Egypt’s hotbed of civil unrest boiled over on July 3, when democratically-elected president Mohamed Morsi failed to meet a 48-hour ultimatum to quell the demands of a nationwide protest of millions.
Scores of unrelenting protesters rejoiced as Col. Abdel Fatah al-Sisi, the chairman of the Supreme Council of Forces of Egypt, announced Morsi’s deposition and the dissolution of a parliament that, just a year and a half ago, was established by seemingly legitimate means.
The capriciousness of the Egyptian public and its intensely polarized political affiliations are contrasted only by the stability and strength of its most secular institution — the Egyptian Armed Forces. Yet regardless of association, each side in the uprising has a hint of credibility to its claims.
In light of longtime tyrant Hosni Mubarak’s removal, the Egyptian people celebrated reluctantly until once again taking to the streets to demand greater transparency and a hastier transition to a popularly elected government. The military hurriedly obliged and thus a parliament was formed.
In the grand scheme of things, the Egyptian Supreme Court, composed heavily of Mubarak-era appointees, declared the elections null and void for lack of consistency with electoral standards established by the interim military government. A presidential election, held three months later, solidified the incumbency of Freedom and Justice Party leader Morsi who challenged the court’s ruling, reinstated parliament and pushed for a constitutional referendum.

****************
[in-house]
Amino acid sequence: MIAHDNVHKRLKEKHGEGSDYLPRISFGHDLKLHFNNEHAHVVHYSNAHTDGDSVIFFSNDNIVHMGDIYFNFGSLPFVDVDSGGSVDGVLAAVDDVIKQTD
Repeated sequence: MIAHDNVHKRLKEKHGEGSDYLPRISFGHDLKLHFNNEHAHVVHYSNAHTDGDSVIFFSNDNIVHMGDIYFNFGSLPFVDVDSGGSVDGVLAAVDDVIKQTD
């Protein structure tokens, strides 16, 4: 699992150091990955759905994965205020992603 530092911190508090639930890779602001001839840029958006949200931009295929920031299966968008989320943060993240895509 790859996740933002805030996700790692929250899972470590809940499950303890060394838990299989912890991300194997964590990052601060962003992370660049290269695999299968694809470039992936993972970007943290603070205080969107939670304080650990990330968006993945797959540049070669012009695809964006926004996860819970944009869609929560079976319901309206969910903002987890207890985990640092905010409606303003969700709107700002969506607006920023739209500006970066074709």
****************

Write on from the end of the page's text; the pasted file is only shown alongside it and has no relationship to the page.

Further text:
The referendum, much like the parliamentary elections, was
boycotted by secularist groups that insisted the makeup of the legislative body was overtly religious, with more than 65 percent of seats belonging to Islamist parties favoring the establishment stricter of Islamic law.
Their apprehensions were valid, as nearly 64 percent of the approximately 17 million votes approved the inception of a constitution which severely limited the role of women in civil affairs, curbed liberties of religious minorities and stifled freedoms of expression, limited by Sharia law.
The Islamist-dominated parliament’s indiscretion for minority rights was compounded by Morsi’s decree granting himself immunity from Supreme Court rulings, inciting massive riots across Egypt.
Fueled by a staggering unemployment rate and a stagnating economy, opposition activists set out to collect 15 million petition signatures to demand new elections. The subsequent campaign gathered more than 22 million signatures and incited the largest mass demonstration on record — and the rest was history.
Whether Morsi’s removal was a coup against an increasingly authoritarian regime or simply a risk-averse move to prevent civil war remains a mystery. What is clear, however, is that proponents and opponents of the change have similarly viable arguments.
On one end, a military-backed ouster of a democratically elected parliament is inherently undemocratic. On the other hand, the
consolidation of power in the hands of one man and an increasingly theocratic ruling class, regardless of popular consensus, is equally, if not excessively, as undemocratic.